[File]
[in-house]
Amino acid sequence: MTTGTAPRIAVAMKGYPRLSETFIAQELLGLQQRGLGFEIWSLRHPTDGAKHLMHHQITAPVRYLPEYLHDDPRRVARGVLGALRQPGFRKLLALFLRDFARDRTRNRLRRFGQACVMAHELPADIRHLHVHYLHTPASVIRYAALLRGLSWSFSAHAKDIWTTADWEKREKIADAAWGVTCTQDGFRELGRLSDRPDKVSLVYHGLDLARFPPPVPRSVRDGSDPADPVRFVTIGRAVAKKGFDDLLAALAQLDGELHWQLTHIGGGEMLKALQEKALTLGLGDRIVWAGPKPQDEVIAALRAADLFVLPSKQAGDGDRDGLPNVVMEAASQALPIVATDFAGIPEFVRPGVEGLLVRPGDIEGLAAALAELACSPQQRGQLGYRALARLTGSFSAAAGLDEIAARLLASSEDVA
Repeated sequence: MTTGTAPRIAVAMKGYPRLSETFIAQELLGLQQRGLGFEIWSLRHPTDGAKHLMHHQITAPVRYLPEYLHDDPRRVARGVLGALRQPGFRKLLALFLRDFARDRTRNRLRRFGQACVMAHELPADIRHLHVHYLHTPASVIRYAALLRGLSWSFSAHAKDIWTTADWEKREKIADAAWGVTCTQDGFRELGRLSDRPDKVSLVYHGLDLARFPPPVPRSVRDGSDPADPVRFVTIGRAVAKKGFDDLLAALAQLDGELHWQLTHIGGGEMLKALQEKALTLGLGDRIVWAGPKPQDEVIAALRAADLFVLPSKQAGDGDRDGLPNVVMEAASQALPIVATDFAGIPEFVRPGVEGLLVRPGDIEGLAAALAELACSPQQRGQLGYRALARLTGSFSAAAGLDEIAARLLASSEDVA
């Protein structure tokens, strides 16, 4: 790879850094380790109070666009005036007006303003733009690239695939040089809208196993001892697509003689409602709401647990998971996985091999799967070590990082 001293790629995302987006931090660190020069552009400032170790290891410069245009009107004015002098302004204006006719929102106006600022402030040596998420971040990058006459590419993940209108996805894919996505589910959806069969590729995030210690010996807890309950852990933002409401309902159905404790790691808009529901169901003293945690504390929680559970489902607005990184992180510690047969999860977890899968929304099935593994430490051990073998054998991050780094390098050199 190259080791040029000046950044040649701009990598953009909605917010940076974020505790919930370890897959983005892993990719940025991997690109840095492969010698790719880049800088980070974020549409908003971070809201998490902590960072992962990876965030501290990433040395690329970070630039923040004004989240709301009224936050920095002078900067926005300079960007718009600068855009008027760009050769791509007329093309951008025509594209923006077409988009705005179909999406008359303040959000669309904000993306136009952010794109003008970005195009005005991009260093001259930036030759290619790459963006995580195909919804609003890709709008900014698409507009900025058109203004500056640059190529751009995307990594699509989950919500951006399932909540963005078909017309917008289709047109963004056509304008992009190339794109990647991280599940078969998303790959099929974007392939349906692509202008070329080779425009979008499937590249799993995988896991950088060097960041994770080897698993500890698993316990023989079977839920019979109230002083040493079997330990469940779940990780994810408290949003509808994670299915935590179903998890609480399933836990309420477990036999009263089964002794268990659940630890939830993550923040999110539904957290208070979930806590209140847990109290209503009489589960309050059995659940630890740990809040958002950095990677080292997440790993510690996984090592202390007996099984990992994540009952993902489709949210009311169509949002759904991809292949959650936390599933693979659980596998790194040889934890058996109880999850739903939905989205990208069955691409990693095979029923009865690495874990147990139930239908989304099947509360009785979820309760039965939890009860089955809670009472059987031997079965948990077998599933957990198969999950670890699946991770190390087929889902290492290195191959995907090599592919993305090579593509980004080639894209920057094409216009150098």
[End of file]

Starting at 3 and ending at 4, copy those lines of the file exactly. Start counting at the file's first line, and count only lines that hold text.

Repeated sequence: MTTGTAPRIAVAMKGYPRLSETFIAQELLGLQQRGLGFEIWSLRHPTDGAKHLMHHQITAPVRYLPEYLHDDPRRVARGVLGALRQPGFRKLLALFLRDFARDRTRNRLRRFGQACVMAHELPADIRHLHVHYLHTPASVIRYAALLRGLSWSFSAHAKDIWTTADWEKREKIADAAWGVTCTQDGFRELGRLSDRPDKVSLVYHGLDLARFPPPVPRSVRDGSDPADPVRFVTIGRAVAKKGFDDLLAALAQLDGELHWQLTHIGGGEMLKALQEKALTLGLGDRIVWAGPKPQDEVIAALRAADLFVLPSKQAGDGDRDGLPNVVMEAASQALPIVATDFAGIPEFVRPGVEGLLVRPGDIEGLAAALAELACSPQQRGQLGYRALARLTGSFSAAAGLDEIAARLLASSEDVA
């Protein structure tokens, strides 16, 4: 790879850094380790109070666009005036007006303003733009690239695939040089809208196993001892697509003689409602709401647990998971996985091999799967070590990082 001293790629995302987006931090660190020069552009400032170790290891410069245009009107004015002098302004204006006719929102106006600022402030040596998420971040990058006459590419993940209108996805894919996505589910959806069969590729995030210690010996807890309950852990933002409401309902159905404790790691808009529901169901003293945690504390929680559970489902607005990184992180510690047969999860977890899968929304099935593994430490051990073998054998991050780094390098050199 190259080791040029000046950044040649701009990598953009909605917010940076974020505790919930370890897959983005892993990719940025991997690109840095492969010698790719880049800088980070974020549409908003971070809201998490902590960072992962990876965030501290990433040395690329970070630039923040004004989240709301009224936050920095002078900067926005300079960007718009600068855009008027760009050769791509007329093309951008025509594209923006077409988009705005179909999406008359303040959000669309904000993306136009952010794109003008970005195009005005991009260093001259930036030759290619790459963006995580195909919804609003890709709008900014698409507009900025058109203004500056640059190529751009995307990594699509989950919500951006399932909540963005078909017309917008289709047109963004056509304008992009190339794109990647991280599940078969998303790959099929974007392939349906692509202008070329080779425009979008499937590249799993995988896991950088060097960041994770080897698993500890698993316990023989079977839920019979109230002083040493079997330990469940779940990780994810408290949003509808994670299915935590179903998890609480399933836990309420477990036999009263089964002794268990659940630890939830993550923040999110539904957290208070979930806590209140847990109290209503009489589960309050059995659940630890740990809040958002950095990677080292997440790993510690996984090592202390007996099984990992994540009952993902489709949210009311169509949002759904991809292949959650936390599933693979659980596998790194040889934890058996109880999850739903939905989205990208069955691409990693095979029923009865690495874990147990139930239908989304099947509360009785979820309760039965939890009860089955809670009472059987031997079965948990077998599933957990198969999950670890699946991770190390087929889902290492290195191959995907090599592919993305090579593509980004080639894209920057094409216009150098």